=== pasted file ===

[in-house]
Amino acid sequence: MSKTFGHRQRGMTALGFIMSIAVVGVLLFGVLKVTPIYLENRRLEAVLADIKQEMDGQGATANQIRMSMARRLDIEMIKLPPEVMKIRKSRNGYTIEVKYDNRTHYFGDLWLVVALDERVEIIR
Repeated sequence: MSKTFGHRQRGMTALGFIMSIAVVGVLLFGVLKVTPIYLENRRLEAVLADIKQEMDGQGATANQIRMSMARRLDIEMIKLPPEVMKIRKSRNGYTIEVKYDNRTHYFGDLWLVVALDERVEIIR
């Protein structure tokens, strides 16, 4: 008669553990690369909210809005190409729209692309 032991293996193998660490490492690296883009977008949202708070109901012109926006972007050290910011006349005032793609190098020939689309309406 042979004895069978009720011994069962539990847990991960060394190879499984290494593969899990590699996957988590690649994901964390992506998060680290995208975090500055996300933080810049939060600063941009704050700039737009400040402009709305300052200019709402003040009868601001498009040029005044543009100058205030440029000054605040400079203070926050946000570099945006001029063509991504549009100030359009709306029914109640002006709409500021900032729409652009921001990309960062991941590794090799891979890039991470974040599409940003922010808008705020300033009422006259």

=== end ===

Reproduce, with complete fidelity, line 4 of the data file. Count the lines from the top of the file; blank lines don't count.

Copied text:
């Protein structure tokens, strides 16, 4: 008669553990690369909210809005190409729209692309 032991293996193998660490490492690296883009977008949202708070109901012109926006972007050290910011006349005032793609190098020939689309309406 042979004895069978009720011994069962539990847990991960060394190879499984290494593969899990590699996957988590690649994901964390992506998060680290995208975090500055996300933080810049939060600063941009704050700039737009400040402009709305300052200019709402003040009868601001498009040029005044543009100058205030440029000054605040400079203070926050946000570099945006001029063509991504549009100030359009709306029914109640002006709409500021900032729409652009921001990309960062991941590794090799891979890039991470974040599409940003922010808008705020300033009422006259």